Even with the hefty price tag, private investors in practice are likely to purchase stakes in SOEs at valuations higher than book value, which will further reduce the amount of shares private investors will be able to purchase. Part of the reason for the inflated asset prices is the revelation that during the previous round of SOE reforms, corrupt officials and SOE managers were frequently selling off state assets at bargain basement prices and pocketing the gains. As such, the selling of state assets became a sensitive issue and a major source of public discontent, leading Beijing to become more reticent about off-loading state assets cheaply.

This official attitude has meant that, in practice, the state has been basically unwilling to sell any assets below book value, even if many such assets are likely worth less. In the past few years, except during the liquidation or restructuring of insolvent SOEs, there has not been a single case, to my knowledge, of SOE assets being sold at below book value.

Another factor militating against mixed ownership reform is that Beijing wants to keep majority ownership of most SOEs for commercial and political reasons. The fiscal burden of supporting money-losing SOEs forced Beijing to privatize a large number of SOEs during the late 1990s to early 2000s. Yet despite the fact that many SOEs are currently in financial distress, the state sector as a whole is still very profitable. In both 2015 and 2016, for example, China’s state sector took in more than 6 trillion yuan (~$1 trillion) in pre-tax profits, and SOE profits have increased by more than 20% as of October 2017. Since SOEs receive implicit subsidies via cheap financing and free land, these figures likely inflate the profitability of SOEs. But it is clear that, at least in the near term, Beijing still sees no urgency to sell off large stakes in SOEs.

So the current reality is that private investors are unlikely to gain control of any SOE in which they invest. To incentivize private investment, therefore, will require that some mechanism is put into place to give investors confidence that their investment, at a minimum, will not be squandered and that they will be able to at least earn a reasonable return.

The most obvious mechanism for doing so would be to give private investors seats on the SOE boards in exchange for their capital. That way, private investors would at least have influence over strategic and operational decisions of a firm—and they could try to ensure that the firm takes a profit maximization approach that gives private shareholders decent returns.

And yet in the majority of SOEs, especially those that are not publicly listed, corporate boards currently have a very limited role in corporate governance. One of the reasons these boards play such a limited role is that many of their usual functions are currently under the aegis of the State-owned Assets Supervision and Administration Commission (SASAC)—the central government agency, and its local-level equivalents, that oversees SOEs. For instance, SASAC still evaluates SOE management performance and determines executive compensation. In Western corporate counterparts, those functions would normally fall under the authority of the board, not a government agency.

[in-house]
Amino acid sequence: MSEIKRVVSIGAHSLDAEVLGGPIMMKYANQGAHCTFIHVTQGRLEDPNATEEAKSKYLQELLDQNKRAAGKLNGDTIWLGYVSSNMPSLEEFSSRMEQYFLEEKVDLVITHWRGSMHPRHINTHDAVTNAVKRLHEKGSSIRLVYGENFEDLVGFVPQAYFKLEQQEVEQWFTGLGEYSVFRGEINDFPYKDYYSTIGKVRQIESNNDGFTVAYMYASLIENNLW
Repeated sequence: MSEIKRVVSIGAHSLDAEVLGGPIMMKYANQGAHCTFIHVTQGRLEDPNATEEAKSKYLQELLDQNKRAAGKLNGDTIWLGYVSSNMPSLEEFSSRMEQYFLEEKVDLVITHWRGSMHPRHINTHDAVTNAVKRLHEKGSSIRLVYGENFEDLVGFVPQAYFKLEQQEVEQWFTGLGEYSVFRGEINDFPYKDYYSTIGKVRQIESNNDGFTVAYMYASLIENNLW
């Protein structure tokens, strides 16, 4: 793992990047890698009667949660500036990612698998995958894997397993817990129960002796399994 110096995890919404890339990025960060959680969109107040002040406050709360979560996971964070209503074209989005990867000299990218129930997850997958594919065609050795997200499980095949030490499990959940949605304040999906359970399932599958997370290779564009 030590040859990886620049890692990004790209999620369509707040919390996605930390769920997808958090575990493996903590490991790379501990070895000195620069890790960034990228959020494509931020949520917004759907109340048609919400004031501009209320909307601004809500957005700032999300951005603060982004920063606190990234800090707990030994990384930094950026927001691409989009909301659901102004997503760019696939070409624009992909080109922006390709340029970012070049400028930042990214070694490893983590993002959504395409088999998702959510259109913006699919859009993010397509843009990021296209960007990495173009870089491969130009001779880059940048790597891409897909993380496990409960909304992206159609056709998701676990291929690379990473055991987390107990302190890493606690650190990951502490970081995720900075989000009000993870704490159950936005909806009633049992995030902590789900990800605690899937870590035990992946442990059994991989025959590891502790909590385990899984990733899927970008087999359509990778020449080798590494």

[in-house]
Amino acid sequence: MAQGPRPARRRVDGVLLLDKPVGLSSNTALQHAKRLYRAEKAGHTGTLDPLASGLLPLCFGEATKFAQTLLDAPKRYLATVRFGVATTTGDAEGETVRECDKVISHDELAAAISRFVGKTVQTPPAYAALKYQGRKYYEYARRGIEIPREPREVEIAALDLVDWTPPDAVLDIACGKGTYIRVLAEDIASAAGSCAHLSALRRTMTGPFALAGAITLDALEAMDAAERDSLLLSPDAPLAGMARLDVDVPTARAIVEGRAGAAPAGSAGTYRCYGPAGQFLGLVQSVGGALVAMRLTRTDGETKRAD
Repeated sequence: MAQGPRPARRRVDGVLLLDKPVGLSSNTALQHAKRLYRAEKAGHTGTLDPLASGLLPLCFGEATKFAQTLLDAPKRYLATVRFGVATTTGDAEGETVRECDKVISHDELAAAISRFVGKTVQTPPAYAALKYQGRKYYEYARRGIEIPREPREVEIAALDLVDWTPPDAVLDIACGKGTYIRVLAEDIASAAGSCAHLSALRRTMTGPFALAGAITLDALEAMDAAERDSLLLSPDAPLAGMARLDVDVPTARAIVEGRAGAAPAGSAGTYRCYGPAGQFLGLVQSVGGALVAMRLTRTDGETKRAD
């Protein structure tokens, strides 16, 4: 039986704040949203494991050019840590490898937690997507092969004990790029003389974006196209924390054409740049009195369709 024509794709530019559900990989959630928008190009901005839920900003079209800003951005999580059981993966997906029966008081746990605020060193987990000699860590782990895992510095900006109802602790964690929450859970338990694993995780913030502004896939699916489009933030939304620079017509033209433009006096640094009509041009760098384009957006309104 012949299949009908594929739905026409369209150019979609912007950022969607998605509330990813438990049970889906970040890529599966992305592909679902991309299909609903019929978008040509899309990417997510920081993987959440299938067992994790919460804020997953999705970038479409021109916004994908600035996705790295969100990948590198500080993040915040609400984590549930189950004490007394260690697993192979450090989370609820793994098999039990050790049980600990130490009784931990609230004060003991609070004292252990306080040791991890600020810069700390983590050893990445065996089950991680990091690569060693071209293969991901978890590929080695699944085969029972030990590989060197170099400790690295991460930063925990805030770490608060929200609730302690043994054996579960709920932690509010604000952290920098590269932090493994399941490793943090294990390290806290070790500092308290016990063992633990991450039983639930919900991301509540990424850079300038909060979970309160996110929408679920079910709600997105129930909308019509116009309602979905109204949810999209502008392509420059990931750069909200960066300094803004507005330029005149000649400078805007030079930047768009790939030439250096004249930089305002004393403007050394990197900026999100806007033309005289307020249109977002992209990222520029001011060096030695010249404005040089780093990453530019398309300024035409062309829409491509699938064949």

In addition, the composition of the SOE boards is also problematic, since they are still largely populated by corporate management, or “insiders.” This has created a misalignment of interests because board members typically represent the interests of shareholders while management often has different incentives. For example, senior SOE management may be more interested in creating internal fiefdoms or even engage in illegal activities such as stripping assets. These behaviors of course undermine shareholder interest in profit maximization. And this is why a board largely composed of “outsiders” would normally be created to supervise management performance and defend shareholder interests.

In short, a board dominated by senior management, as is currently the case in a typical Chinese state firm, renders the board largely ineffective at serving its core purpose—representing shareholder interests. In a more fundamental overhaul, Beijing will want to gradually change the composition of the board and make it more independent of SOE management. In fact, SASAC has begun appointing external directors to SOE boards. But the next test will be whether mixed ownership reform gains momentum and, as a direct consequence, private investors will be permitted to fill board seats to represent their interests.